The Family Law Process – COVID-19
It is trite to say COVID-19 has affected the whole world and almost every industry. The Family Law system in Australia is no exception. When the Commonwealth government started rolling out restrictions in response to COVID-19, the Honourable Chief Justice and Judge of the already under resourced, under-financed and overworked Family Court and Federal Circuit Court of Australia, William Astergren, made it clear that the court’s processes must continue through the crisis. As later expressed by the Chief Justice in the 2020 Annual Report:
“…given the essential service the Court provides to Australian families, it was simply never an option for the Court to close or reduce its operations beyond what was absolutely necessary.”
What followed was the introduction of a suite of initiatives designed to address the need to reduce community transmission of COVID-19 while facilitating the continued operations of the court. The first of those measures came in the form of the Joint Practice Direction 2 of 2020: Special Measures in Response to COVID-19, which, amongst other things, allowed parties to sign legal documents, including affidavits, electronically and without a witness.
The courts, steeped in conservative tradition of black-and-white ink; face-to-face discussions, were quick to adopt and embrace digital filing of all court documents and the use of telecommunication technology to facilitate all manner of court-events. The Chief Justice highlights the Full Court of the Family Court:
“…was the first appeal Court in the country to begin hearing Full Court appeals with a bench of here judges all sitting remotely, sometimes from three different locations around Australia.”
A simple mention before the court, which pre-COVID might have taken several hours including travel and wait times at the courthouse, could now take place in a matter of minutes, without the parties or their representatives leaving their home or offices.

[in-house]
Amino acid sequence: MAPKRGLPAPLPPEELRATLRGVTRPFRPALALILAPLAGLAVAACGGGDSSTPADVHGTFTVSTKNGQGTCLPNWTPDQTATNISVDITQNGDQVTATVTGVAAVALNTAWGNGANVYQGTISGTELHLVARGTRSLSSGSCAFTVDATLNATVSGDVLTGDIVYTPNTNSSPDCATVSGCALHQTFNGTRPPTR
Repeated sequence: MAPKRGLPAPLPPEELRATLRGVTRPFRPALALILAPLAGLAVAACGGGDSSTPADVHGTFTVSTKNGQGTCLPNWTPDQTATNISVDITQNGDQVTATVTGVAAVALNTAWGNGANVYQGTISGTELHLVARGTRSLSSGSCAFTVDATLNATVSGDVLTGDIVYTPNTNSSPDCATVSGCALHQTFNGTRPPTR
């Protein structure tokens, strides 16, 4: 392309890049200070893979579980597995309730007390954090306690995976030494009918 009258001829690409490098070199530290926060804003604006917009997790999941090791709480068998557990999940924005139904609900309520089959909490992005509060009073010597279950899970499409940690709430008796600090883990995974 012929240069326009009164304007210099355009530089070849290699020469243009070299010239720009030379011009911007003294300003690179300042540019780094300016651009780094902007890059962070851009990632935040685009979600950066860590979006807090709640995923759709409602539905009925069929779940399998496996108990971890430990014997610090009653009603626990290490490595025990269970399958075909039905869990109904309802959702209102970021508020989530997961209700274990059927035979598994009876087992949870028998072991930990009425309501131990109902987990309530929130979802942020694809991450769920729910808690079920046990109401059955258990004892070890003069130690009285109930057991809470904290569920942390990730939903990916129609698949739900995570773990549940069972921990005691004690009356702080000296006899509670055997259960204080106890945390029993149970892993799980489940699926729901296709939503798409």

The solicitors of Edwards Family Lawyers have prepared and run numerous court-appearances virtually since March 2021, ranging from those ten-minute mentions, to interim and final hearings requiring the cross-examination of parties by counsel.
To ensure the uninterrupted functioning of the court, it was forced to modernise processes. Some of the benefits of those changes might and should survive the pandemic.
Family Law Issues – COVID-19
With the pandemic came new issues in Family Law requiring careful navigation.
Considering the court is required to ascertain the content and value of matrimonial property, including real property and businesses, as at the date of the property settlement, the various lockdowns throughout the country rendered expert valuation reports outdated; and the new values were problematic. For example, pre-COVID a café business might have been worth $500,000; but how much would a willing but not anxious purchaser pay for a café business in the middle of a lockdown? Those matters are dealt with on a case-by-case basis, and adjournments might be sought where necessary.
But it is the realm of parenting disputes that a pronounced impact has been felt. At the brink of the pandemic, solicitors were faced with parents contravening court orders by withholding a child from spending time with the other parent for the sake of minimising the child’s exposure to risk of contracting the virus. While some of those contraventions stemmed from a genuine concern in the face of a disconcerting and developing crisis, for others, COVID-19 was used as an excuse for non-compliance.
Perhaps most distressingly, serious issues emerged with respect to Family Violence. Not only did the prevalence of allegations of family violence increase as a result of the various lockdowns throughout the country, but the pandemic provided fertile ground for a perpetrator to exert further violence and control. Chief Executive Officer of Engender Equality, Alina Thomas, was reported to have said in an ABC interview:
“When perpetrators were able to work from home and victims also had to work from home … or the perpetrator was able to use coronavirus as an excuse to make them work from home, stop seeing family, stop seeing friends, it meant that avenue of support of being able to access services was taken away from them.”
“Social isolation is a tactic that is used by family violence perpetrators before coronavirus … [officially sanctioned] social isolation, endorsed by the authorities, definitely brought in a new layer of abuse.”
In April 2020, the court established the “National COVID-19 List”. That list was established to deal with urgent matters filed as a direct result of, or with a significant connection to, the COVID-19 pandemic. Such matters might include the need to address Orders which were frustrated by the pandemic, such as parenting orders governing parents living interstate, or requiring the use of a professional supervising agency; or seeking financial relief where a party is experiencing financial distress related to the impact of COVID-19. After filing, the court internally assesses the eligibility criteria and then allocates a first return date within three business days if urgent, or seven business days if not urgent.